The Ohio-based pair aim to share that sense of joy with those who buy their handmade wares: “Our goal is to enhance your everyday experience. We try to fill your day with magic,” he says, adding that the best compliment is “hearing that people entertain with our glassware or decorate their homes with our work.” He fills us in on the art of glass-making, the couple’s long studio days, and their inspiration.
When did you and Carrie start creating work together?
We met in the spring of 2009 at the Penland School of Crafts, assisting a master glass maker from the Czech Republic in a two month course. Both of us had experimented in different media through elementary and high school, but glass was always mysterious. Once you have your first encounter, it is hard to break free! No other material offers the same levels of challenge and reward, it is a very addictive experience to have.
What does a typical day in your studio look like?
We usually work in the studio first thing in the morning for about 6-8 hours. Afterwards, we spend a few hours doing administrative tasks, equipment maintenance, packaging and shipping, ordering materials, answering e-mails, and applying to shows and events. A typical week is six days, 10-12 hours a day. We devote one day a week minimum to “office tasks” — this gives us a break from the studio and allows us to catch up on everything else!
This is a loaded question we get asked at shows — nobody is ever impressed when you tell them 20 minutes! I say we’ve both dedicated a great deal of time and energy over the past 13 years to get to where we can create at our current level. It’s like being a pilot — 10,000 hours makes you comfortable flying. We’ve done that many times over by now!
One of the great things about glass blowing is that the best tools and techniques have remained unchanged for more than a thousand years. Heat, gravity, how you turn, and the way you move and manipulate the glass without touching it will make the most efficient and elegant form.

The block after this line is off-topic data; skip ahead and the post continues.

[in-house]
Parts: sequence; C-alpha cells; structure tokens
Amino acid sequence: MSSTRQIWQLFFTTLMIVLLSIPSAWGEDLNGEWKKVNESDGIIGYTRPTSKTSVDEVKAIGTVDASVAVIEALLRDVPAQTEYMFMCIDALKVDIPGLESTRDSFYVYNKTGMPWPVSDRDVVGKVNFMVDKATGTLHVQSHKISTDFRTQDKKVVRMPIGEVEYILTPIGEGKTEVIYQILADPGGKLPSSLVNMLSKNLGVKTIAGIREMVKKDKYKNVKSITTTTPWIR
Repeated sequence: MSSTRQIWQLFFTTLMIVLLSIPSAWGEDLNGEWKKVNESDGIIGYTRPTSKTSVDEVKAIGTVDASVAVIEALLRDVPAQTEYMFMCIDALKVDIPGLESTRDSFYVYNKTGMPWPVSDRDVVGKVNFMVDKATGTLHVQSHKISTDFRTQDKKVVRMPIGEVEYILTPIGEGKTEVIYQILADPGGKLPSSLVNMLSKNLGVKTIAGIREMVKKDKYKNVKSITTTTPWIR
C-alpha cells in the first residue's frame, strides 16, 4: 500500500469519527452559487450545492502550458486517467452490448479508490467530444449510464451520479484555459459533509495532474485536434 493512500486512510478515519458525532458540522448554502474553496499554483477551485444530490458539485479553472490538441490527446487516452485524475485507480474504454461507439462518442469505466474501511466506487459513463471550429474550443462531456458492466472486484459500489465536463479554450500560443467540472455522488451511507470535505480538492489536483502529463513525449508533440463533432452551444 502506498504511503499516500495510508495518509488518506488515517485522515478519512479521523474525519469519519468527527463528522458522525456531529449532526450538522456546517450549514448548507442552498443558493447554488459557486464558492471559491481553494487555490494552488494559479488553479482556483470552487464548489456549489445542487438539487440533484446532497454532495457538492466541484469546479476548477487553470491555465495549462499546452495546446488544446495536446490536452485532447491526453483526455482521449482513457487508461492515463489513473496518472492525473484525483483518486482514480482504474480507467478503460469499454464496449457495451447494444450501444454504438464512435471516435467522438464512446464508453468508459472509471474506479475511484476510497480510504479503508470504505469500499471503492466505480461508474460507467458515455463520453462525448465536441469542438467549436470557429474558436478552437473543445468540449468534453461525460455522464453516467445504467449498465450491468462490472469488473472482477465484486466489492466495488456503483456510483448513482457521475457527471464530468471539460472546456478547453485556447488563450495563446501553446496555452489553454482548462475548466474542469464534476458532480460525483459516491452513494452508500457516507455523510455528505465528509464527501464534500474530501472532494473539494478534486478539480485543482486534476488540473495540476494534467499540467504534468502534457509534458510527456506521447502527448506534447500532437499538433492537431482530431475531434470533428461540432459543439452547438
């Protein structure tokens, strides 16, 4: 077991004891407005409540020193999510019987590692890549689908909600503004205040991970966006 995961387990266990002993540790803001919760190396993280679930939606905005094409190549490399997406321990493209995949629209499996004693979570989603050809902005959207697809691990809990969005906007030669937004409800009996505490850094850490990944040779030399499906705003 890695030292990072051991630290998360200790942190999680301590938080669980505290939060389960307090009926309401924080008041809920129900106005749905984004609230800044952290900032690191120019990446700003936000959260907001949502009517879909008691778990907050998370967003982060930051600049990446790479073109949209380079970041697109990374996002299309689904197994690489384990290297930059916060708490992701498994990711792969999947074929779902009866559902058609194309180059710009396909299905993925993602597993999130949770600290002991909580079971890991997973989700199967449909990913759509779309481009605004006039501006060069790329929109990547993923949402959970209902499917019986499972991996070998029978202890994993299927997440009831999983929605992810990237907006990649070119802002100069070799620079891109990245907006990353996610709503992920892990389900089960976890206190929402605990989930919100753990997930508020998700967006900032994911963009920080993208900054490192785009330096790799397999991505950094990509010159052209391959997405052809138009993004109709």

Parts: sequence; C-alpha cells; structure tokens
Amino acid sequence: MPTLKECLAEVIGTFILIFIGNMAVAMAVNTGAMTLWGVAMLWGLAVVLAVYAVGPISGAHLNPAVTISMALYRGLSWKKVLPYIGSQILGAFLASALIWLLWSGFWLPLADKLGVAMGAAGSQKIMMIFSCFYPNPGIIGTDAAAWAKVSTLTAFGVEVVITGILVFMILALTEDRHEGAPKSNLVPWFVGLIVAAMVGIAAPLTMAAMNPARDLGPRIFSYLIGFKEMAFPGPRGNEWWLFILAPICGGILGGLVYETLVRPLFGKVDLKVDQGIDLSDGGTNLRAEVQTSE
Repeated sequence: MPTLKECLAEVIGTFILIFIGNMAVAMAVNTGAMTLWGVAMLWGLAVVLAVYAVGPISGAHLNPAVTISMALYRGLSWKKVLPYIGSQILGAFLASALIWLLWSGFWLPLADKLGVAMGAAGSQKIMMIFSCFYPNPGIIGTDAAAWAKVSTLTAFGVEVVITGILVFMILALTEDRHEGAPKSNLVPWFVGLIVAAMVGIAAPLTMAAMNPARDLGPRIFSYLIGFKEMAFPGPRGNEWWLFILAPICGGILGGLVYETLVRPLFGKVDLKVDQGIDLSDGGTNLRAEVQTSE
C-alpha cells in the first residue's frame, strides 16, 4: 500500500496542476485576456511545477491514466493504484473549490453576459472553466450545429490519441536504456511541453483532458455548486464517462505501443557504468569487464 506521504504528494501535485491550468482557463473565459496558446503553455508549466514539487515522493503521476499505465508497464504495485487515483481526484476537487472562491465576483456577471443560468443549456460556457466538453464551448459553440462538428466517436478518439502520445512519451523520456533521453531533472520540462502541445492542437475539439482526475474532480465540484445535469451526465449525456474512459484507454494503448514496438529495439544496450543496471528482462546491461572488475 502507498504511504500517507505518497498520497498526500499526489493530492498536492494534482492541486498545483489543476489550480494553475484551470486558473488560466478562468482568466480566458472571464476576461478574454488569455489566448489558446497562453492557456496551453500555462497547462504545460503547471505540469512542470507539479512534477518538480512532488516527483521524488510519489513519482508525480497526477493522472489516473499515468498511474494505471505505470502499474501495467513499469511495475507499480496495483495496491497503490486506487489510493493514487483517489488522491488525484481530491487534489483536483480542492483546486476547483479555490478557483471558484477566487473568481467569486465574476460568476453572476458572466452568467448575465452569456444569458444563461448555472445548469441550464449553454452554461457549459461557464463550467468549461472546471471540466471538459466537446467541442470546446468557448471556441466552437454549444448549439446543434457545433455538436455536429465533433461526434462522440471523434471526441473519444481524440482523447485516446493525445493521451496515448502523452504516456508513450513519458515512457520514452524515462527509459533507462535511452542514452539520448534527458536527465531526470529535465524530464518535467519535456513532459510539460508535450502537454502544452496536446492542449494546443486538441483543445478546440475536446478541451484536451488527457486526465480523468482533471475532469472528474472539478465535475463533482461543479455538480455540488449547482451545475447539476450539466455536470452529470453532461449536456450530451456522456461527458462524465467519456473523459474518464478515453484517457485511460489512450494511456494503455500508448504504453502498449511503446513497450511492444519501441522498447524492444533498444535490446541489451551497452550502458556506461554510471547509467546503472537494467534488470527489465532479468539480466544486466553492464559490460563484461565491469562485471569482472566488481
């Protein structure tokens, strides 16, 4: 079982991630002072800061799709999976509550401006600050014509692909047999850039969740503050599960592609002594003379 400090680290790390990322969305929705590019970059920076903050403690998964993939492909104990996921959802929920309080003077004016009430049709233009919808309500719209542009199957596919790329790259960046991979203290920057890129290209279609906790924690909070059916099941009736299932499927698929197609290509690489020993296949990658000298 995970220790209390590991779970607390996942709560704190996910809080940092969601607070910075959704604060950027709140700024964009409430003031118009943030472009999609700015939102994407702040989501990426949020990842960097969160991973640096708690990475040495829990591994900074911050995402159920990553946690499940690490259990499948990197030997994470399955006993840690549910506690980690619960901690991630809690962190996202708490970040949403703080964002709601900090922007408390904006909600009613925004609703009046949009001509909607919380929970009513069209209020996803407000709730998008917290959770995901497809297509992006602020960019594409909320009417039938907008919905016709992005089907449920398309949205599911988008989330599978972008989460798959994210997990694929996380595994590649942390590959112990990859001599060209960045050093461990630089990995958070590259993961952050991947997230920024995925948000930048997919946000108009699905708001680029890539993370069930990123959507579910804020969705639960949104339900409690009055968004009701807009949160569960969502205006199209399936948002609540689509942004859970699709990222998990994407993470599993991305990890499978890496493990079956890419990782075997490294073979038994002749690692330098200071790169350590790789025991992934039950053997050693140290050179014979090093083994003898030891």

Even the hand tools we use are very primitive. Glass work is essentially a throwback technique, which makes it really cool and protects it from being obsolete. There are things that can only be done by hand that a machine cannot replicate and that is what makes it special.
Do you keep anything inspirational around you when you work?
Our rescue dog Jeffrey is a great inspiration! He keeps us grounded and gives us an example of great K-9 courage, overcoming what he had to as a young puppy. Now he keeps us company in the studio or wherever we go.
Do you drink from glasses you make in your home?
We keep some of our glassware handy, but our favorite works are ones from friends or other artists that we’ve worked for. These are the best to drink out of because they remind you of a time, place, and experience you had with someone special.
The next Instagram Challenge theme is CLEVER COSTUMES. Every autumn, I always remember one of my favorite lines from Anne of Green Gables: “I’m so glad I live in a world where there are Octobers.” From the perfectly cool weather, to the creative energy leading up to our favorite spooky holiday, there’s so much to love about October. For the rest of this month, we want to see the clever costumes you’re planning for October 31! While sharing your most creative Halloween photos, be sure to use the hashtag #UGInstaFun to be in the running for a $50 gift card. Visit here to see the entries we’ve received so far.
As a B Corp certified company, UncommonGoods is excited about sustainability. That means more to us than just being “green” – we strive to offer products that reflect the environmental and social best-interests of everyone. So, when our makers are as concerned with sustainability as we are, we’re always excited to learn more about their process and the positive impact they’re having on the world.
While many of our makers rely on sustainable practices at one point or another in their process, we’re especially excited about those who place the wider world at the forefront of their craft – those who are making an uncommon impact.
Meet Lishu and Leonardo Rodriguez, founders of fellow B Corp El Dot Designs, which specializes in mindfully-sourced home furnishings that have a positive impact on the lives of the people who make them. Their work is as much about sustaining the environment as it is about providing economic opportunity for disadvantaged women and minority artisans, all the while nurturing the traditional craftsmanship behind practical modern designs.
Where does the natural environment find a place in the inspiration for and impact of your work?
Nature is our teacher and our muse. We believe in our symbiotic relationship with the natural environment. Our work nurtures this relationship where humanity and the natural environment benefit form one another.
How do craft traditions and modern practicality merge in your designs?
Craft is based on necessity dating back to the beginnings of technology. Our designs appreciate this evolution towards efficiency and durability while maintaining that human touch and our heritage of making with our bare hands.